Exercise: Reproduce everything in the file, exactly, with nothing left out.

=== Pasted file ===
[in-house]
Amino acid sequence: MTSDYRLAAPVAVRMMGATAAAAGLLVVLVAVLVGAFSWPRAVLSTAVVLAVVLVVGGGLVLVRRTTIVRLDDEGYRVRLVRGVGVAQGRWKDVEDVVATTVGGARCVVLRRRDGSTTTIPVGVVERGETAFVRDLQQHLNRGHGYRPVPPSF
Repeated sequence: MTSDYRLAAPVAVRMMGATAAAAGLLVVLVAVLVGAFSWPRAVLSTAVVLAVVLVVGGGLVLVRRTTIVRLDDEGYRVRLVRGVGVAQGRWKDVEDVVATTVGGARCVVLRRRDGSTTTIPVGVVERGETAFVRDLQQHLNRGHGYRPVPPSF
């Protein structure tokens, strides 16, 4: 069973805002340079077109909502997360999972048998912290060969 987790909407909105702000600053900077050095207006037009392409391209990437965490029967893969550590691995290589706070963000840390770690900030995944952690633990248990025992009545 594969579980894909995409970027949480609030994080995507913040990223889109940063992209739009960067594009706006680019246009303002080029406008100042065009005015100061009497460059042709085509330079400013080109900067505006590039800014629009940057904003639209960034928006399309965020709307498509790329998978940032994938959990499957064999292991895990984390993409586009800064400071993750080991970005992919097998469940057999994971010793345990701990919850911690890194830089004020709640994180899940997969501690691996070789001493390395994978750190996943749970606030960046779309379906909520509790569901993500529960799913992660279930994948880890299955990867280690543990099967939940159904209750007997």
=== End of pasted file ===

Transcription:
[in-house]
Amino acid sequence: MTSDYRLAAPVAVRMMGATAAAAGLLVVLVAVLVGAFSWPRAVLSTAVVLAVVLVVGGGLVLVRRTTIVRLDDEGYRVRLVRGVGVAQGRWKDVEDVVATTVGGARCVVLRRRDGSTTTIPVGVVERGETAFVRDLQQHLNRGHGYRPVPPSF
Repeated sequence: MTSDYRLAAPVAVRMMGATAAAAGLLVVLVAVLVGAFSWPRAVLSTAVVLAVVLVVGGGLVLVRRTTIVRLDDEGYRVRLVRGVGVAQGRWKDVEDVVATTVGGARCVVLRRRDGSTTTIPVGVVERGETAFVRDLQQHLNRGHGYRPVPPSF
């Protein structure tokens, strides 16, 4: 069973805002340079077109909502997360999972048998912290060969 987790909407909105702000600053900077050095207006037009392409391209990437965490029967893969550590691995290589706070963000840390770690900030995944952690633990248990025992009545 594969579980894909995409970027949480609030994080995507913040990223889109940063992209739009960067594009706006680019246009303002080029406008100042065009005015100061009497460059042709085509330079400013080109900067505006590039800014629009940057904003639209960034928006399309965020709307498509790329998978940032994938959990499957064999292991895990984390993409586009800064400071993750080991970005992919097998469940057999994971010793345990701990919850911690890194830089004020709640994180899940997969501690691996070789001493390395994978750190996943749970606030960046779309379906909520509790569901993500529960799913992660279930994948880890299955990867280690543990099967939940159904209750007997």